WWII, Iraq veterans receive 'overdue' recognition, honors

Billings Gazette

by Cindy Uken

Less than three months after Herbert S. Kindsfater traveled to the National World War II Memorial with the inaugural Big Sky Honor Flight, he experienced another life-changing event that hearkened to his service in World War II.

Kindsfater, 87, of Laurel, was flanked by his wife Betty and son Bruce, as U.S. Sen. Jon Tester, D-Mont., awarded him with several citations, including the prestigious Purple Heart and Bronze Star Medal.

The Purple Heart, first awarded in February 1932, is awarded to members of the military either wounded or killed in action. The Bronze Star is awarded for bravery, acts of merit, or meritorious service.

“It’s very emotional,” Kindsfater said, his eyes welling with tears. “You feel like you’re not forgotten. Somebody’s still thinking of you. I feel wanted.”

Outside Tester’s downtown Billings’ office, Kindsfater was also presented with the Good Conduct Medal, Presidential Unit Citation, Asiatic-Pacific Campaign Medal with three bronze service stars, World War II Victory Medal, Combat Infantry Badge First Award, Philippine Liberation Ribbon with one bronze service star and the Honorable Service Lapel Button.

“Herb, on behalf of all Montanans and all Americans, I stand to say ‘thank you’ for your service to this nation,” said Tester, the state’s only member of the Senate Veterans Affairs Committee.

Kindsfater was born in Rocky Fort, Colo. At 17, he tried to join the Navy, but was rejected and told he could join the Army or work in the Butte silver mines. He chose the Army, serving as a machine gunner in Company H, 172nd Regiment, 43rd Infantry Division – the “Green Mountain Boys” of Vermont.

His unit served in the Pacific Theater, engaging in combat in the Solomon Islands and New Guinea, where he suffered injuries from shrapnel. In the Philippines, Kindsfater and his fellow soldiers fought mile-by-mile to reach Manila and eventually seized the island of Luzon.

At Ipo Dam, he was severely wounded in both arms and spent months recuperating in two separate hospitals. He was discharged with a cast on his right arm, shredded by shrapnel. His left arm also was pelted with shrapnel. Upon discharge, he moved to Billings, married and worked for the railroad. As a newlywed, he battled malaria that he contracted in the war.

Never did he receive any of the medals he earned – until Thursday.

“These decorations are small tokens, but they are powerful symbols of true heroism, sacrifice, and dedication to service,” said Tester. “These medals are presented on behalf of a grateful nation.”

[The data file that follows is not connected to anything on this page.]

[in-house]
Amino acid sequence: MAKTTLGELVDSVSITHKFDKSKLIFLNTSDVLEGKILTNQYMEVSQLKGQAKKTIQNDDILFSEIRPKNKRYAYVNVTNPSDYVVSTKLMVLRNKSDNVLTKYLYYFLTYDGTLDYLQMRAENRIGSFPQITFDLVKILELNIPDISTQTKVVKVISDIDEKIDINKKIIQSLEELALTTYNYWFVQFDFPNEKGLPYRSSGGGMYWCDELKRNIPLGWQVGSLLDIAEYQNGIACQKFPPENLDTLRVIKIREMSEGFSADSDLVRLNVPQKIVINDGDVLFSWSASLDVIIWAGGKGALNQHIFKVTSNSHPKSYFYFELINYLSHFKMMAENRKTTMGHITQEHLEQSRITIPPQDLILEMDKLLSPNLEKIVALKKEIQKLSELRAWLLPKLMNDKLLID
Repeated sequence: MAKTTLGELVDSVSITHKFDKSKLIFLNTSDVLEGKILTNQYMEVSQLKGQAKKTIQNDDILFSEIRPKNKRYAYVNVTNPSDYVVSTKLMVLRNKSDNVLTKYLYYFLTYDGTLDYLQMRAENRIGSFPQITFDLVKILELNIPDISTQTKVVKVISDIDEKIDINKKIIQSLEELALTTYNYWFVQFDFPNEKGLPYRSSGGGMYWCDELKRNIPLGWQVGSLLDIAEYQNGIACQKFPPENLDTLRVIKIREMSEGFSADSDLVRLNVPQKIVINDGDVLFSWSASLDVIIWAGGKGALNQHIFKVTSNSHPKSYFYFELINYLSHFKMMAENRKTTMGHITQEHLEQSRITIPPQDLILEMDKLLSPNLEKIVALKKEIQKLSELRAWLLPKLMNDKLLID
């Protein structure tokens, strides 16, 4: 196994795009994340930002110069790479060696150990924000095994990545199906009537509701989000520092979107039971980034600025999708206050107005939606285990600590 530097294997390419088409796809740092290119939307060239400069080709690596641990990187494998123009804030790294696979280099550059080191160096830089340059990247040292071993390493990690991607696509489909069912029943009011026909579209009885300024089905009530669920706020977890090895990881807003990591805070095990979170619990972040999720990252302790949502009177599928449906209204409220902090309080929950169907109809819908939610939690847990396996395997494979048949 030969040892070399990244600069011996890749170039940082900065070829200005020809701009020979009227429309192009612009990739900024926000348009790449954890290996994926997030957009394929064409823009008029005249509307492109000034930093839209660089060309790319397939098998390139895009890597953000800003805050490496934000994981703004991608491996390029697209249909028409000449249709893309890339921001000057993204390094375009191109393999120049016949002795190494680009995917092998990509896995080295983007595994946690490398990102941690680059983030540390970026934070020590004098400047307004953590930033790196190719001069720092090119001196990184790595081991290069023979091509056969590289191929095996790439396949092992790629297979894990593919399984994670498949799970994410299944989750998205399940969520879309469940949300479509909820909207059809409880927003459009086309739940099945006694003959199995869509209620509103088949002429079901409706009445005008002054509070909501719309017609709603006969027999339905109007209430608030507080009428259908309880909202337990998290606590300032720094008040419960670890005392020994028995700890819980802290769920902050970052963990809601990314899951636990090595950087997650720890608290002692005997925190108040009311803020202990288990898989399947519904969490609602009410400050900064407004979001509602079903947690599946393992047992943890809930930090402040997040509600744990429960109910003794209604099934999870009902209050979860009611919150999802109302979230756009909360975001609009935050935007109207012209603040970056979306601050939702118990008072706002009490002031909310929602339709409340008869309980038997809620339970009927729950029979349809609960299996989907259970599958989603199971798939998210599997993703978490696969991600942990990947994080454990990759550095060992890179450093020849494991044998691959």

Added Kindsfater, “It’s been a wonderful year, just a wonderful year. For the most part of 70 years, we’ve been forgotten.”

Kindsfater was one of three Montana veterans, two living and one dead, who on Thursday received some of the most distinguished honors awarded to members of the military. Calling them “American heroes,” Tester said the recognition was overdue.

The men, representing two vastly different periods in the nation’s history, were honored for their service in World War II and Operation Iraqi Freedom.

After graduating high school in Darby, Nicholas Wells completed basic training at Fort Knox and trained at Camp Irwin, Calif. He became an Army scout assigned to the 3rd Brigade Combat Team, 4th Infantry Division, 2-9 Cavalry Regiment. The young man arrived in Iraq in October 2005. He served in the North and Central zones near Baghdad, Mosul, Adwar and Tikrit.

While in the service, Wells, 26, of Billings, survived gunshots, 24 improvised explosive device blasts and a helicopter crash. He continues to be treated for injuries, including post-traumatic stress disorder, traumatic brain injury and hearing loss that he suffered in the war.

Wells never received the medals he earned from the Army. That was rectified Thursday when Tester presented him with the Iraq Campaign Medal with two Bronze stars.

“I would like veterans of all foreign conflicts to be recognized,” said the humble Wells. “Everybody sacrificed no matter what you did. We all participated.”

William Schulze, who lived his final years in Billings, died last year. He was 95.

A Golden Glove boxing champion, Schulze was working for the Pacific Bridge Co. at Pearl Harbor as a welder when the United States came under attack on Dec. 7, 1941. He joined the Navy and put his skills to use in the 302nd Construction Battalion – known as the “Sea-Bees.”

Bill and his unit went from island to island across the Pacific building floating bridges from cargo ships to landing areas so supplies could reach American troops onshore. He supported U.S. troops in Guam, Saipan, New Guinea, the Philippines and other locations.

“No story of bravery – and especially not one from our Greatest Generation – should ever be forgotten,” Tester said.

For his service during World War II, Schulze’s widow received the American Campaign Medal, Combat Action Ribbon, Sharp Shooter Rifle Ribbon, Navy Discharge Button, Honorable Service Lapel Pin and an additional bronze star to the Asiatic Pacific Campaign Medal.

“This is wonderful,” Betty said. “It’s been a long time coming.”

Tester offered his apologies to the veterans for it taking so long, in some cases decades, to secure for them what was rightfully theirs.